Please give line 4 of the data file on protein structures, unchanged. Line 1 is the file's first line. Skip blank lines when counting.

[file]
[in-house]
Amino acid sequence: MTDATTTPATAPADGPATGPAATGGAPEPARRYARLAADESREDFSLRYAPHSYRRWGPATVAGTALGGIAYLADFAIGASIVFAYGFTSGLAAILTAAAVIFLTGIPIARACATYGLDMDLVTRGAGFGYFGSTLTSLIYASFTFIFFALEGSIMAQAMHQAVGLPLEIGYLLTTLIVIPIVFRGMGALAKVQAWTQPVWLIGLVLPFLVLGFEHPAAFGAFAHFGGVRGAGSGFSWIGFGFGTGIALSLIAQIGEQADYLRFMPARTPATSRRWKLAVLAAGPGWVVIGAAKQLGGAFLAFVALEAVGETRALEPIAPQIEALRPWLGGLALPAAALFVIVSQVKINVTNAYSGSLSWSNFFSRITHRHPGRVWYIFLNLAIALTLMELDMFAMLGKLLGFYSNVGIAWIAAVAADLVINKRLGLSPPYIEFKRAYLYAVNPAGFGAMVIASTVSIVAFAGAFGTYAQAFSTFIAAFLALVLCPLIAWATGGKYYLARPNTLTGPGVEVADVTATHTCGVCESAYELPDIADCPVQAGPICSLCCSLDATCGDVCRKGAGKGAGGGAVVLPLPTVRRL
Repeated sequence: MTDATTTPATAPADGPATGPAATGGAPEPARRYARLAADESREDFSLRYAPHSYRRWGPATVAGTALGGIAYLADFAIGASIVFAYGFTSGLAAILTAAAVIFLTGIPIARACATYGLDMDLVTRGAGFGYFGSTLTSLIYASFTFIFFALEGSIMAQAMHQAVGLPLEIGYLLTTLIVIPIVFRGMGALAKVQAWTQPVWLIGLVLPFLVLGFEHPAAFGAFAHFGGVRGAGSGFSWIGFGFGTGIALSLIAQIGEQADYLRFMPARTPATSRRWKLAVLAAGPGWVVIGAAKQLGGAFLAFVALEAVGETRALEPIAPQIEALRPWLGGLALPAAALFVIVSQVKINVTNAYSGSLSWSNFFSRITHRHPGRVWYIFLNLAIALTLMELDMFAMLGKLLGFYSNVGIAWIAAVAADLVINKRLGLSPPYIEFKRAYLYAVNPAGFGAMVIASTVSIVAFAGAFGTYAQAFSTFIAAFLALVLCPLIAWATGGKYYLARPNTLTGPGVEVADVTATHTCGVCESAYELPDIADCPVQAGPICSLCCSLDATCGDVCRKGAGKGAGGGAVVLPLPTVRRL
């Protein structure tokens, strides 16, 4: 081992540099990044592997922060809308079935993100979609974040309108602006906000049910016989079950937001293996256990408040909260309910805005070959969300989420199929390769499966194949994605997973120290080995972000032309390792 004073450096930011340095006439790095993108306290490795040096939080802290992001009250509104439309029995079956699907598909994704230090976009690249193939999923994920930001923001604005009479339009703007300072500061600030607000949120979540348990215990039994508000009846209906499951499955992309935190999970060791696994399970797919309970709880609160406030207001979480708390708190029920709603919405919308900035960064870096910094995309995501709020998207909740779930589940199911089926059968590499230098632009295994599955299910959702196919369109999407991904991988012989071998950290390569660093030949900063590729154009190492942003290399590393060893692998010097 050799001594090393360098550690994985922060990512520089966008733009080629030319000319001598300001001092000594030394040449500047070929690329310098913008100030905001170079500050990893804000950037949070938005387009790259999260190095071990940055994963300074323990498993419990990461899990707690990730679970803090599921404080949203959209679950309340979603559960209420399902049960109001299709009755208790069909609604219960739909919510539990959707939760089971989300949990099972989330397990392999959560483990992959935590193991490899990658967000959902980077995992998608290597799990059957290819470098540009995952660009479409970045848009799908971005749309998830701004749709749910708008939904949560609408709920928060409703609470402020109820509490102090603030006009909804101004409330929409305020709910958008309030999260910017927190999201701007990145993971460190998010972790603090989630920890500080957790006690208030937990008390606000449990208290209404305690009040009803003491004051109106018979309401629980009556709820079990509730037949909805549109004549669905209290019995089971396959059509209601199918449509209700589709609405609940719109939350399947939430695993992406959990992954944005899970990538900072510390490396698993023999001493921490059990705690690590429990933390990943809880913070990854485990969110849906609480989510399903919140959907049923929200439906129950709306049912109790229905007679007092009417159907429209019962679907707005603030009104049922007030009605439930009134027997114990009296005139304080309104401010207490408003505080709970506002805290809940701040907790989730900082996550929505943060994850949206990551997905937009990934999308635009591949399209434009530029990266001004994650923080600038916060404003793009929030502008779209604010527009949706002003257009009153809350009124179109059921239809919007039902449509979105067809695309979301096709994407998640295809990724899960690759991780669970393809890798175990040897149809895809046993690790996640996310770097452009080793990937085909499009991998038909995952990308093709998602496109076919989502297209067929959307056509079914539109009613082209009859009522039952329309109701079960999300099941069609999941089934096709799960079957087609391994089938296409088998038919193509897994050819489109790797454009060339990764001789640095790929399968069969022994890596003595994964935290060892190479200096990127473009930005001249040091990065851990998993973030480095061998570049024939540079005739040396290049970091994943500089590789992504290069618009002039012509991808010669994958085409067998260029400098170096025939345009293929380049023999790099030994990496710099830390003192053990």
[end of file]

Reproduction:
């Protein structure tokens, strides 16, 4: 081992540099990044592997922060809308079935993100979609974040309108602006906000049910016989079950937001293996256990408040909260309910805005070959969300989420199929390769499966194949994605997973120290080995972000032309390792 004073450096930011340095006439790095993108306290490795040096939080802290992001009250509104439309029995079956699907598909994704230090976009690249193939999923994920930001923001604005009479339009703007300072500061600030607000949120979540348990215990039994508000009846209906499951499955992309935190999970060791696994399970797919309970709880609160406030207001979480708390708190029920709603919405919308900035960064870096910094995309995501709020998207909740779930589940199911089926059968590499230098632009295994599955299910959702196919369109999407991904991988012989071998950290390569660093030949900063590729154009190492942003290399590393060893692998010097 050799001594090393360098550690994985922060990512520089966008733009080629030319000319001598300001001092000594030394040449500047070929690329310098913008100030905001170079500050990893804000950037949070938005387009790259999260190095071990940055994963300074323990498993419990990461899990707690990730679970803090599921404080949203959209679950309340979603559960209420399902049960109001299709009755208790069909609604219960739909919510539990959707939760089971989300949990099972989330397990392999959560483990992959935590193991490899990658967000959902980077995992998608290597799990059957290819470098540009995952660009479409970045848009799908971005749309998830701004749709749910708008939904949560609408709920928060409703609470402020109820509490102090603030006009909804101004409330929409305020709910958008309030999260910017927190999201701007990145993971460190998010972790603090989630920890500080957790006690208030937990008390606000449990208290209404305690009040009803003491004051109106018979309401629980009556709820079990509730037949909805549109004549669905209290019995089971396959059509209601199918449509209700589709609405609940719109939350399947939430695993992406959990992954944005899970990538900072510390490396698993023999001493921490059990705690690590429990933390990943809880913070990854485990969110849906609480989510399903919140959907049923929200439906129950709306049912109790229905007679007092009417159907429209019962679907707005603030009104049922007030009605439930009134027997114990009296005139304080309104401010207490408003505080709970506002805290809940701040907790989730900082996550929505943060994850949206990551997905937009990934999308635009591949399209434009530029990266001004994650923080600038916060404003793009929030502008779209604010527009949706002003257009009153809350009124179109059921239809919007039902449509979105067809695309979301096709994407998640295809990724899960690759991780669970393809890798175990040897149809895809046993690790996640996310770097452009080793990937085909499009991998038909995952990308093709998602496109076919989502297209067929959307056509079914539109009613082209009859009522039952329309109701079960999300099941069609999941089934096709799960079957087609391994089938296409088998038919193509897994050819489109790797454009060339990764001789640095790929399968069969022994890596003595994964935290060892190479200096990127473009930005001249040091990065851990998993973030480095061998570049024939540079005739040396290049970091994943500089590789992504290069618009002039012509991808010669994958085409067998260029400098170096025939345009293929380049023999790099030994990496710099830390003192053990």